I enjoy spending time in beautiful gardens because I love the plants. The way they look and smell and feel. Their patterns, the way they splay their leaves, the way they catch sun and shade throughout the day. But my favorite part about the CBG might be watching how other people interact with the garden. You don’t have to know everything about horticulture or garden design or biodiversity to be able to enjoy the space. You just have to use your senses.
From afternoon until evening, I watched the Garden come in and out of focus. It shone as scads of eyes grazed over its hills and ponds, picking out particular plants as singular objects of attention. And then it faded into the background, sparkling like lens blur, behind the faces and stories of all its visitors.
The Chicago Botanic Garden is almost 400 acres of beautifully planted gardens located in Highland Park, a north shore suburb of Chicago. I get there using the Metra Union Pacific North line, which costs about $6 roundtrip. Get off at Braeside and walk 20 minutes to the Visitors Center where you can get your bearings and plan your route. My favorite stops include the Japanese Garden, the Council Ring on Evening Island, the Fruit & Vegetable Garden, and the Prairie. I’ve only ever been to the CBG in the summer, but it’s open year-round and I imagine it is stunning during any season. Parking costs $25-30, but entrance on foot or by bike is free.
I’m trying to take my outdoor garden space more seriously this year. I always take time spent outdoors seriously. When there are only about 170 days in the growing season, you make the most of it. Even when you’re not actively growing anything.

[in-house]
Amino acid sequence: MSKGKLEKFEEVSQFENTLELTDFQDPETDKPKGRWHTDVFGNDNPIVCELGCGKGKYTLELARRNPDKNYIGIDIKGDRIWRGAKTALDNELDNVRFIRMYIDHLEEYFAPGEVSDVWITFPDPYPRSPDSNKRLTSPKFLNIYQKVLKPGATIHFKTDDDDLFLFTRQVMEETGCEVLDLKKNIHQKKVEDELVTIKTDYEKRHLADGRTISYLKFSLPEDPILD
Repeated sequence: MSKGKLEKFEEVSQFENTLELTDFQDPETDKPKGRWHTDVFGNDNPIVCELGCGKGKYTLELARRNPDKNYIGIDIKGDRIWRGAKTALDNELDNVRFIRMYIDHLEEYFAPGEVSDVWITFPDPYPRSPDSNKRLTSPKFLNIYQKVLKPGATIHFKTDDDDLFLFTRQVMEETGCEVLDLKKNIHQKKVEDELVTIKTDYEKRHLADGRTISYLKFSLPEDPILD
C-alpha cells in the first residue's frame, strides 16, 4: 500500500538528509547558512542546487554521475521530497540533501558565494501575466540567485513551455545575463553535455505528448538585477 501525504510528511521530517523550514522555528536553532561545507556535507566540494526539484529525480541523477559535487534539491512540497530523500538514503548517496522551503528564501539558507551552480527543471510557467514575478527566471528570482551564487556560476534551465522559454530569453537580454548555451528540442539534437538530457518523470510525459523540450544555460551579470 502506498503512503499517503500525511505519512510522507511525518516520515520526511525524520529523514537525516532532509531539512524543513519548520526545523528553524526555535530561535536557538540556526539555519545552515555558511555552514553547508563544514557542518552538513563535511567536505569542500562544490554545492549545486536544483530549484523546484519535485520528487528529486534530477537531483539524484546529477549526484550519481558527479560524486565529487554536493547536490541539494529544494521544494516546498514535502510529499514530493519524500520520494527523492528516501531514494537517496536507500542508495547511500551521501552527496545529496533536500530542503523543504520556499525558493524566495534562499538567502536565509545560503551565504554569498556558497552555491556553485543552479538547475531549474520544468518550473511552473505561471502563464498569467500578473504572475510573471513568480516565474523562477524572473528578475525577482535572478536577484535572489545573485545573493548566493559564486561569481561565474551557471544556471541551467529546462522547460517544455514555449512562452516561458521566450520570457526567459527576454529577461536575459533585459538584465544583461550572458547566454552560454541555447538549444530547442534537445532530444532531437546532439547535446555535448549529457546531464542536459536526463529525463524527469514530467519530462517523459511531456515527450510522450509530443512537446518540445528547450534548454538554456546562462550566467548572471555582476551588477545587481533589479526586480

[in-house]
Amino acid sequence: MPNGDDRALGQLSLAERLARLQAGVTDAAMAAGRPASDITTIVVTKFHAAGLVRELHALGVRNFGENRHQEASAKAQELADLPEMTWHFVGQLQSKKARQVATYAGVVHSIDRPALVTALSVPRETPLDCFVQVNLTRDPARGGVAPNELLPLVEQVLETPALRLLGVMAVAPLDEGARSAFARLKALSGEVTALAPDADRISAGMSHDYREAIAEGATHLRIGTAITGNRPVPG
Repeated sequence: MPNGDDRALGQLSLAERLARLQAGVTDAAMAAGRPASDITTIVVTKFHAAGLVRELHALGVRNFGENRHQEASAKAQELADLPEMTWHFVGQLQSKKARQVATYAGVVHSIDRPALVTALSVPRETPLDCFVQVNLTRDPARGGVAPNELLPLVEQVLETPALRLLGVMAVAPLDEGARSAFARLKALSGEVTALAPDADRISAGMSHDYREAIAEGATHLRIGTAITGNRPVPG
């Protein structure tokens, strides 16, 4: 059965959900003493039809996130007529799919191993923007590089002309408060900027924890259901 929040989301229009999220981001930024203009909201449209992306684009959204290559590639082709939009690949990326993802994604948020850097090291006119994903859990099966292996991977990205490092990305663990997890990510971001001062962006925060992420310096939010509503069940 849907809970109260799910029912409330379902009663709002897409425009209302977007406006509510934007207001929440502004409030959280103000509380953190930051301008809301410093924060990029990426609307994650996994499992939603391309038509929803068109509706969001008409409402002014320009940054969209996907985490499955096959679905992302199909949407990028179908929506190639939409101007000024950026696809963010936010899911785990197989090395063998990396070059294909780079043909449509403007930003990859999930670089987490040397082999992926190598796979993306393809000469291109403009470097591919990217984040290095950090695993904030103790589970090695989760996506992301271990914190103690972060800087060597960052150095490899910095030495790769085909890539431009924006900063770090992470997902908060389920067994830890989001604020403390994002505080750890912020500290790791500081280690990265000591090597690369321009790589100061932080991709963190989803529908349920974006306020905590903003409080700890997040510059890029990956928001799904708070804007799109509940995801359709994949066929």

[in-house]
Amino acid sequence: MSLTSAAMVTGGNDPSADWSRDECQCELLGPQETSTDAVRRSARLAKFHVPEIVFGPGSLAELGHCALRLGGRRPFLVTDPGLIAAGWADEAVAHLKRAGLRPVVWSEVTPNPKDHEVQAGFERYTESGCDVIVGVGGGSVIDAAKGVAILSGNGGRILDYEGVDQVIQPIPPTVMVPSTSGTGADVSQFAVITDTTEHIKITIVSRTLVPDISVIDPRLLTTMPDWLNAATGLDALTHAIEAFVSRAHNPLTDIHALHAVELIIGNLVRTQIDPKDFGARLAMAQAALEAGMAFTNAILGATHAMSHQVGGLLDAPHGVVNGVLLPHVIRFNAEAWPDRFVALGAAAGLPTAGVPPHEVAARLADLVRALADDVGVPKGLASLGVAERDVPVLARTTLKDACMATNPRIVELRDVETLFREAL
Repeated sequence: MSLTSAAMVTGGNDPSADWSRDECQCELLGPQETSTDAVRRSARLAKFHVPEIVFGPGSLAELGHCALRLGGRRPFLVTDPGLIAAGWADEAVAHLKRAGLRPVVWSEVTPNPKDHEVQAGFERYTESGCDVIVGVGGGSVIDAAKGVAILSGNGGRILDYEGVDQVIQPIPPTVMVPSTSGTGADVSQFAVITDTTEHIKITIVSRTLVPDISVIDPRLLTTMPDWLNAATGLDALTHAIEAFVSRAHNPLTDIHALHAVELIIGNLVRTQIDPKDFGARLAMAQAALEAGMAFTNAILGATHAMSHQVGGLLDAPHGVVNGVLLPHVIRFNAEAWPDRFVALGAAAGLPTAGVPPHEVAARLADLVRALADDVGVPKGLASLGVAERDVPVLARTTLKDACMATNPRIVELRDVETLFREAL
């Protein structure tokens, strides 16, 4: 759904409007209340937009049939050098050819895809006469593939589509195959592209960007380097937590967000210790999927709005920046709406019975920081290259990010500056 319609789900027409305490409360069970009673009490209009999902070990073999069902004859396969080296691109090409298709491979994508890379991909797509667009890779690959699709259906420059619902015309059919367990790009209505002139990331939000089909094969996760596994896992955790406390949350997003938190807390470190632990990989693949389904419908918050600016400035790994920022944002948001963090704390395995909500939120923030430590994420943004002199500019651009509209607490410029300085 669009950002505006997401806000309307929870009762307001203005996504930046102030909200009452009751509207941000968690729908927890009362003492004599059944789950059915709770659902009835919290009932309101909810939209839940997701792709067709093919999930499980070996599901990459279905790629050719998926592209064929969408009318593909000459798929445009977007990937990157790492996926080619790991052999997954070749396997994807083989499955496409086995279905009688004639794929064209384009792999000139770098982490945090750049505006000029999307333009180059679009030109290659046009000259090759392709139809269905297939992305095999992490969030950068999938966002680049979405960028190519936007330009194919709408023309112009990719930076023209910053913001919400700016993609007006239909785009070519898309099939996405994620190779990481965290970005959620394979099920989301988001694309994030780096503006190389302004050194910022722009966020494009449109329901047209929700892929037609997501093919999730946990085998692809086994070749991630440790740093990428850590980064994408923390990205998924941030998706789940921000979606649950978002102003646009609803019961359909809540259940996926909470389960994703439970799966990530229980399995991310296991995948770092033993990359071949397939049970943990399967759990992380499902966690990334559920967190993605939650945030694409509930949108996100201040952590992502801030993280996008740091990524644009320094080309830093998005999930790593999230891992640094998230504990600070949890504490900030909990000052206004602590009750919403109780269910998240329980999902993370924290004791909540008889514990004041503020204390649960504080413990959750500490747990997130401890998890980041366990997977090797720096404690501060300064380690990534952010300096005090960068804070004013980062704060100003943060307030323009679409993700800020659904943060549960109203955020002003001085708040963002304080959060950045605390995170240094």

But this year I want to be an outdoor gardener. I want to walk out on our back porch and be surrounded by green, by sprouts that root deeply and grow to spill over the sides of our rickety deck railing. I want it to be lush. I want herbs and perennials and native grasses. So I’m amassing prairie seeds from local seed savers, and hoarding large volume outdoor pots, and learning the ins and outs of artificial cold stratification. The farmer’s almanac says I still have some time before last frost, so I’m trying to soak up all the information I can before heading outdoors.
Of course, I’m not starting from scratch. I’ve grown plants indoors for years, decades now. I’ve had some trial and error. I’ve killed some plants and helped others thrive. I have experience. But something about this transition feels daunting. I feel a bit like I’m staring into the deep green unknown where a million septuagenarians are holding tight their best kept secrets for getting a second flush of tall thimbleweed blooms. I’ve only successfully overwintered plants once. I know nothing about making compost. Suddenly, it feels like I’ve got a lot to learn.